Wednesdays at OFB with Bookseller Steph
The Art of Ephemera
Have you seen our walls? If you haven’t been in for awhile, stop by to see Jane’s skills at visual presentation. We’ve got classic Hollywood and other art prints and historical photos courtesy of Trip Taylor. Jane papered the wall by the cash register and one by Horror with pages from a novel. (Come guess which one.) She has framed lots of classic sci-fi and mystery covers and arranged them throughout the store. This is an evolving project and each day brings the challenge of “Do you notice anything different?”
The wall by the front door and puzzles (yes, we have puzzles!) is now covered with found items from books buys: bookmarks from shops across the country, photos, hand-written notes, concert tickets, origami, and other surprises.
So check your books, folks!! You never know what you’ve hidden in there. We recently found an uncashed paycheck from the 1990s for over $460. You’d think someone might have missed that, but apparently they were too engrossed in what they were reading.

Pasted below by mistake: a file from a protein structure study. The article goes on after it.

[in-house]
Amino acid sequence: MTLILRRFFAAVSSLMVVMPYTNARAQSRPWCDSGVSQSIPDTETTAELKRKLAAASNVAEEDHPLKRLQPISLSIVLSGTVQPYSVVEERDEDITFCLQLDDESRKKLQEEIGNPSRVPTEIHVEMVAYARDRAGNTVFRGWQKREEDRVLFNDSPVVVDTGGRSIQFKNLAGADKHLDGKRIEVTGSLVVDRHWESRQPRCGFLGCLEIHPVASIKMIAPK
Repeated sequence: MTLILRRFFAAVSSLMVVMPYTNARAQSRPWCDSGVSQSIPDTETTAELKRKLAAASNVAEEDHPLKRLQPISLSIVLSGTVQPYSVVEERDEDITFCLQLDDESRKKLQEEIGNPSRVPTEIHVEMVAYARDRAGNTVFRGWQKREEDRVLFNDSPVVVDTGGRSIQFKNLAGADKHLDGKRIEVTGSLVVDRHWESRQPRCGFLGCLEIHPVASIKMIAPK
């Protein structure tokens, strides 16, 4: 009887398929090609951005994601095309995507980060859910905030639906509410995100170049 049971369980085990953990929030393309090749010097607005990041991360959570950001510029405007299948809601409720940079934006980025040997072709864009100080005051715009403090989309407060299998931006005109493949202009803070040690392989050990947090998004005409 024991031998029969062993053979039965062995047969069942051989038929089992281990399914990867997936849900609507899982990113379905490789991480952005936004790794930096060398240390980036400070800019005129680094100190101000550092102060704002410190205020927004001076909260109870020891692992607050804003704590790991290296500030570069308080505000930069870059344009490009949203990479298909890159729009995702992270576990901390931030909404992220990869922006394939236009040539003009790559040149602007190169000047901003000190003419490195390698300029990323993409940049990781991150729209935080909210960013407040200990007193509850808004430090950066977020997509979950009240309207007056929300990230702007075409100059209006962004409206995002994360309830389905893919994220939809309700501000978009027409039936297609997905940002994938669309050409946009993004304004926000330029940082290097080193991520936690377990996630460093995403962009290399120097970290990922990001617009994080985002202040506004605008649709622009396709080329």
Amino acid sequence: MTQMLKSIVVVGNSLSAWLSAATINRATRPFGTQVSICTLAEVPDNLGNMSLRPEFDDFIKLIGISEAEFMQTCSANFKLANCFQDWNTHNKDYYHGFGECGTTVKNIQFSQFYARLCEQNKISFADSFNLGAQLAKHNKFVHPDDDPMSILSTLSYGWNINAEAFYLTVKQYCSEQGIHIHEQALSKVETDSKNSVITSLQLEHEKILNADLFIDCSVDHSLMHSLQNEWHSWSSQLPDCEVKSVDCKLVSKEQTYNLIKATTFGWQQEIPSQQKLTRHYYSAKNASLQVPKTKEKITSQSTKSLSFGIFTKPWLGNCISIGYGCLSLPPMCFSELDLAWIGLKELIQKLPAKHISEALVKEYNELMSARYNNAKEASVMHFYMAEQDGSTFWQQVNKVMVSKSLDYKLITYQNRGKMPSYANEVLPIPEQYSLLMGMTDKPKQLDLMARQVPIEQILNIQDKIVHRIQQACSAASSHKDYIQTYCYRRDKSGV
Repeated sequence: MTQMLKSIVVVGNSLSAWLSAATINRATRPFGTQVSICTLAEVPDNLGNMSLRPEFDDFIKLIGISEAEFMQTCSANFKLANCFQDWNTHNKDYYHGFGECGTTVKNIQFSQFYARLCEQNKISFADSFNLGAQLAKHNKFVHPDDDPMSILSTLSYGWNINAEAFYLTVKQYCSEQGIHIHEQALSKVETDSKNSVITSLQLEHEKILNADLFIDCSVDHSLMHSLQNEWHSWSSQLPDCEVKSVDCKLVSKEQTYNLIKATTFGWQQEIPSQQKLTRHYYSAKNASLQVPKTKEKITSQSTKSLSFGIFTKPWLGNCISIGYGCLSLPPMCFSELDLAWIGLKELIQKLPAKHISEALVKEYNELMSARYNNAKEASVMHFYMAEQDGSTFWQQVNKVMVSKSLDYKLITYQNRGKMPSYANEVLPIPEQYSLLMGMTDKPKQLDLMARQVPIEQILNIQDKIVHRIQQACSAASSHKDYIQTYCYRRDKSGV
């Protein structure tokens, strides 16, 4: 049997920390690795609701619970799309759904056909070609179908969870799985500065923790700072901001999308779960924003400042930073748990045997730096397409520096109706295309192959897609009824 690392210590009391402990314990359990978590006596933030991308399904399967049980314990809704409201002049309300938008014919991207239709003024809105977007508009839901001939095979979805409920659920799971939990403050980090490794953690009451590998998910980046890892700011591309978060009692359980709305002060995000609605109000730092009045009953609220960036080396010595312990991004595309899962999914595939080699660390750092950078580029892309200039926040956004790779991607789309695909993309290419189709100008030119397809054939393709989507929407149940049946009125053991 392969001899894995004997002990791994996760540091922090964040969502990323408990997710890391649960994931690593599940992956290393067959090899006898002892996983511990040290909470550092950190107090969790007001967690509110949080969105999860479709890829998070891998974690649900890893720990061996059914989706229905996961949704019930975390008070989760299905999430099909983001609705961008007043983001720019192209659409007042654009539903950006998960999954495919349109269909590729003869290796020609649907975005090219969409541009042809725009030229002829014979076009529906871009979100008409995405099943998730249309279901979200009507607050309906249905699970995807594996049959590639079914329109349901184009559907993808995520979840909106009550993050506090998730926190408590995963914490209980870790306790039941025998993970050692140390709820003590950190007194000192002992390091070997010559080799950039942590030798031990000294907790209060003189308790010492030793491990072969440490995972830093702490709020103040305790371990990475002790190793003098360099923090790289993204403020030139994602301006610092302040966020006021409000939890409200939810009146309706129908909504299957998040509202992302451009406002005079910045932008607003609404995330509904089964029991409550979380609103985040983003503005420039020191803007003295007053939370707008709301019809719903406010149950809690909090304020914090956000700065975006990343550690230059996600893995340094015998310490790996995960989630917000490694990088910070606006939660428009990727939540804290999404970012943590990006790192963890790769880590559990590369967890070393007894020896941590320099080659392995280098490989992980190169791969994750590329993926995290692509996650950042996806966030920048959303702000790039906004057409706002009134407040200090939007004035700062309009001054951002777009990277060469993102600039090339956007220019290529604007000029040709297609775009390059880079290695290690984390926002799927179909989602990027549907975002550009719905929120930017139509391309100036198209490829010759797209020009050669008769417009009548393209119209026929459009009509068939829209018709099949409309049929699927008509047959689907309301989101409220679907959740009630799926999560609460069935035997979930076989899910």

The joy of working at Once and Future Books is that each afternoon is a series of discoveries – of books, of people, and of things forgotten.
During a quiet moment one afternoon, a woman shyly asked for “Something distracting, light, maybe with a bit of a mystery.” Jane and I immediately escorted her to Cozy Mysteries where we poked through the shelves to give her a variety of options where she could delight at daft villagers and feel a little bit like she was on vacation (with a murder involved, but that’s part of the fun.) She left looking much happier and with three books.
Later, I noticed a young person walking nervously from room to room. When I offered help, they blushed and said, “I’m embarrassingly early for a date.” Jane and I were delighted – “We’re a date destination!” Before long, the date arrived and the two played a sort of scavenger hunt from room to room and eventually left together, each with a book purchase and a smile.
And throughout the afternoon, people brought in their own books for buybacks. One couple had six large boxes of books they’d accumulated over decades. As I leafed through the volumes, things would fall out – a card from a friend, a note on a post-it, a pressed autumn leaf, beautiful bookmarks, a receipt from a local indie bookstore that no longer exists. I’d hand over each item and ask, “Is this important to you?” Each brought an exclamation or a nostalgic sigh. And the books have now moved on to new readers, their pages ready to hold the small scraps of beauty that wash up in our lives.